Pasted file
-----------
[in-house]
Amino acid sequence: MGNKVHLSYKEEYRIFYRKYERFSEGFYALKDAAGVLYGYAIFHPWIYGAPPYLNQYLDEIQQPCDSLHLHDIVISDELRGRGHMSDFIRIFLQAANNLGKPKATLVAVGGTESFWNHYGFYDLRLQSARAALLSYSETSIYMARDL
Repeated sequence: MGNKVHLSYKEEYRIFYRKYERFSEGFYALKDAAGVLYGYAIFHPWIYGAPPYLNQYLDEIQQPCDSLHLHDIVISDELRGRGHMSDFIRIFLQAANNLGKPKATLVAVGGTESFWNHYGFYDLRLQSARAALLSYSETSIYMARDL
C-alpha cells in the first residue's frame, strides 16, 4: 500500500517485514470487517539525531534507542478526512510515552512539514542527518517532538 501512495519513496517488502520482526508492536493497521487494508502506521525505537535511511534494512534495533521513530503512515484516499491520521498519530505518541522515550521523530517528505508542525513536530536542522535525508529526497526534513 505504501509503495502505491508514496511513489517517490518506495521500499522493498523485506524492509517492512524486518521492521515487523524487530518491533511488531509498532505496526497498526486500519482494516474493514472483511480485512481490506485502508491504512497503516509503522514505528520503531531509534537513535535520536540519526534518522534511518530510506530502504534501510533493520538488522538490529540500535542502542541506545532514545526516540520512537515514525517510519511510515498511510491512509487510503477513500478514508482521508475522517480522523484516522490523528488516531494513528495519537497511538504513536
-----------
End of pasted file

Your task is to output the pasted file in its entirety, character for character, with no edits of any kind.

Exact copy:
[in-house]
Amino acid sequence: MGNKVHLSYKEEYRIFYRKYERFSEGFYALKDAAGVLYGYAIFHPWIYGAPPYLNQYLDEIQQPCDSLHLHDIVISDELRGRGHMSDFIRIFLQAANNLGKPKATLVAVGGTESFWNHYGFYDLRLQSARAALLSYSETSIYMARDL
Repeated sequence: MGNKVHLSYKEEYRIFYRKYERFSEGFYALKDAAGVLYGYAIFHPWIYGAPPYLNQYLDEIQQPCDSLHLHDIVISDELRGRGHMSDFIRIFLQAANNLGKPKATLVAVGGTESFWNHYGFYDLRLQSARAALLSYSETSIYMARDL
C-alpha cells in the first residue's frame, strides 16, 4: 500500500517485514470487517539525531534507542478526512510515552512539514542527518517532538 501512495519513496517488502520482526508492536493497521487494508502506521525505537535511511534494512534495533521513530503512515484516499491520521498519530505518541522515550521523530517528505508542525513536530536542522535525508529526497526534513 505504501509503495502505491508514496511513489517517490518506495521500499522493498523485506524492509517492512524486518521492521515487523524487530518491533511488531509498532505496526497498526486500519482494516474493514472483511480485512481490506485502508491504512497503516509503522514505528520503531531509534537513535535520536540519526534518522534511518530510506530502504534501510533493520538488522538490529540500535542502542541506545532514545526516540520512537515514525517510519511510515498511510491512509487510503477513500478514508482521508475522517480522523484516522490523528488516531494513528495519537497511538504513536